Math paper retracted because it “contains no scientific content”
According to a retraction notice for “Computer application in mathematics,” published in Computers & Mathematics with Applications:
This article has been retracted at the request of the Publisher, as the article contains no scientific content and was accepted because of an administrative error. Apologies are offered to readers of the journal that this was not detected during the submission process.
The entire abstract of the paper, which was submitted on April 15, 2009, accepted on July 20, 2009 and published in the January 2010 issue of the journal, reads:
In this study, a computer application was used to solve a mathematical problem.
Its conclusion is similarly opaque, but has the added bonus of being nonsensical:
Computer magnification is a Universal computer phenomenon. This technique is applied in physics, astronomy, biology, medicine, architecture, particle physics, genetics, microbiology and in chemistry. Without magnification, deep studies and research are impossible. For the first time in the history of mathematics, the authors applied magnification technology and obtained a solution for a nearly 4300 year old parallel postulate problem. In brief an impossible proposition was proved as possible. This is a problematic problem. Further studies will give birth to a new branch of mathematical science.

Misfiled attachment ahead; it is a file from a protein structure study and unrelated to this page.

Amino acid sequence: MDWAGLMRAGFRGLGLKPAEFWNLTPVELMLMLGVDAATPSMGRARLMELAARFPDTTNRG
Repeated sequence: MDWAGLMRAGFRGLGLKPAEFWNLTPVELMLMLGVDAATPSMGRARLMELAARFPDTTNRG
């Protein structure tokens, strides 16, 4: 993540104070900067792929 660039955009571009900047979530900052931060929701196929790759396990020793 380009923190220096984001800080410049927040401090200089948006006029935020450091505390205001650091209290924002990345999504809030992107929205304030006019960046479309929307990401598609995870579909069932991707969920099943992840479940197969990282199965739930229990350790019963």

Look, this “a problematic problem,” OK? One that is likely to be solved, perhaps, by a co-author, S. Kalimuthu, whose email address is “email@example.com.”
How on Earth does this stuff get past editors, peer reviewers, and publication staffs? And how did it remain in print for two years?
We think we may have a clue. Until the end of last year, Computers & Mathematics with Applications, an Elsevier title, was edited by Ervin Rodin. (The journal’s new editor is Leszek Demkowicz.) Rodin was also editor of Elsevier’s Applied Mathematics Letters, which retracted two bizarre papers last year, one of which was written by one of the co-authors of this latest retracted paper, and the other of which cost the publisher $10,000 when the author — an intelligent design advocate — sued. Rodin has also been replaced at Applied Mathematics Letters, by Alan Tucker.
And he was editor of Mathematical and Computer Modelling, which now says this at its website:
Due to an editorial restructuring, Mathematical and Computer Modelling is not accepting any new papers at the moment.
Elsevier declined to comment on Rodin’s departure from the journals.
Update, 3 p.m. Eastern, 4/24/12: Computers & Mathematics with Applications editor Leszek Demkowicz tells us he doesn’t remember the particulars of this paper, but that:
Upon taking over the journal, we inhereted a lot of past contributions that had not been checked carefully for plagiarism.
We have now a new system in place within which each submission is carefully checked using Elsevier provided software against practically everything: our own journal, other Elsevier journals, other journals and even web pages…
I hope cases like this will not occur in the future….
Hat tip: Marco van de Weert